Data_Sheet_1_Hematology and biochemistry reference intervals for American crocodiles (Crocodylus acutus) in South Florida.docx (97.28 kB)

Data_Sheet_1_Hematology and biochemistry reference intervals for American crocodiles (Crocodylus acutus) in South Florida.docx

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posted on 2022-11-22, 04:15 authored by Sergio A. Balaguera-Reina, Nicole D. Jennings, Sidney T. Godfrey, Laura A. Brandt, Bryna Daykin, Michiko A. Squires, Frank J. Mazzotti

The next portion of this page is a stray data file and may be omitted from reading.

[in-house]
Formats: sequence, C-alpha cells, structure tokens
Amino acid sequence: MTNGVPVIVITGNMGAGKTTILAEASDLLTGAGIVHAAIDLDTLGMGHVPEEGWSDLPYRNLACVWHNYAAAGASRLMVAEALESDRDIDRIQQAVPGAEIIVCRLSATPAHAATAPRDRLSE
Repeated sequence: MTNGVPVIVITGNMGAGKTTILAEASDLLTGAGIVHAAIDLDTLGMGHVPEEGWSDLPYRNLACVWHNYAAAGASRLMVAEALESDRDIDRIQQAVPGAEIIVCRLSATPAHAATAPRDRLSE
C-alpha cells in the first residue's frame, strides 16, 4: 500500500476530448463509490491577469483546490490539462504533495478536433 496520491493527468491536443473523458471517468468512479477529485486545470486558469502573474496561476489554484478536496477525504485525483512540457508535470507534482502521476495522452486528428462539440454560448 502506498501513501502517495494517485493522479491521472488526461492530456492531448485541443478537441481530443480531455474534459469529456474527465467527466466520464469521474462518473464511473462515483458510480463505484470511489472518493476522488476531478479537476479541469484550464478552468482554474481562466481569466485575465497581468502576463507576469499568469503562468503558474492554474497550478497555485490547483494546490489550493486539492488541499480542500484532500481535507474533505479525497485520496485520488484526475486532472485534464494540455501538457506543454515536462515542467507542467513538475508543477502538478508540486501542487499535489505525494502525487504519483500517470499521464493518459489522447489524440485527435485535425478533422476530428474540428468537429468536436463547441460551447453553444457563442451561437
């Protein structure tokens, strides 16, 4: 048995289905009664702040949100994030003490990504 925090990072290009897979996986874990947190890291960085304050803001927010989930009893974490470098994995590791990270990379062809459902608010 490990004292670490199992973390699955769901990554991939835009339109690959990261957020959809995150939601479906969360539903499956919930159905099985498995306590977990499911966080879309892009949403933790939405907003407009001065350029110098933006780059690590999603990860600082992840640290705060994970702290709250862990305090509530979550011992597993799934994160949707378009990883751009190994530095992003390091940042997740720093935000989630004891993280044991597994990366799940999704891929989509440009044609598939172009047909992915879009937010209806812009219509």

The American crocodile (Crocodylus acutus) is considered a vulnerable species by the International Union for Conservation of Nature (IUCN) Red List across its range and classified as locally threatened in several countries. There is a lack of knowledge involving hematological and physiological parameters in American crocodile populations, limiting our understanding of what are considered “normal” blood analyte results for the species and how to link them with health assessments. In this study, we analyzed 40 hematological and biochemical parameters and estimated reference intervals (RIs) for 35 of them based on 436 clinically healthy wild American crocodiles caught in South Florida between 2015 and 2021. Crocodiles were captured across three areas with different levels of human influence [low = Everglades National Park (ENP), medium = Biscayne Bay Estuary (BBE), and high = Turkey Point Nuclear Power Plant (TP)]. There was very strong-to-strong evidence for an effect of where animals were caught on five analytes: basophils %, phosphorus, proportion of (pr) alpha-2 globulins, absolute count (abs) of gamma globulins, and corticosterone, so no reference values were estimated but general statistics are presented and discussed. From the remaining analytes, we found no evidence that sex or size class had an effect on red blood cell (RBC), azurophils and monocytes abs, triglycerides, and albumin abs. However, we did find moderate-to-strong evidence that sex influenced azurophils % and size class influenced white blood cell (WBC), heterophils %, monocytes %, basophils abs, creatine phosphokinase (CPK), potassium, glucose, bile acids, alpha-1 globulin abs, and alpha-2 globulin pr and abs. Finally, there was strong evidence that both sex and size class influenced PCV, lymphocytes % and abs, eosinophils % and abs, aspartate aminotransferase (AST), calcium, sodium, chloride, total protein, albumin/globulin (A/G) ratio, albumin pr, alpha-1 globulin, and beta globulin abs. Intraspecific analysis showed that size is the variable that most influenced analytes explaining up to 29% of the variation, which relates to our findings based on intraindividual analysis. We compared our results with blood parameters reported for conspecifics as well as closely related species and discussed implication of those results for clinical diagnosis and American crocodile conservation.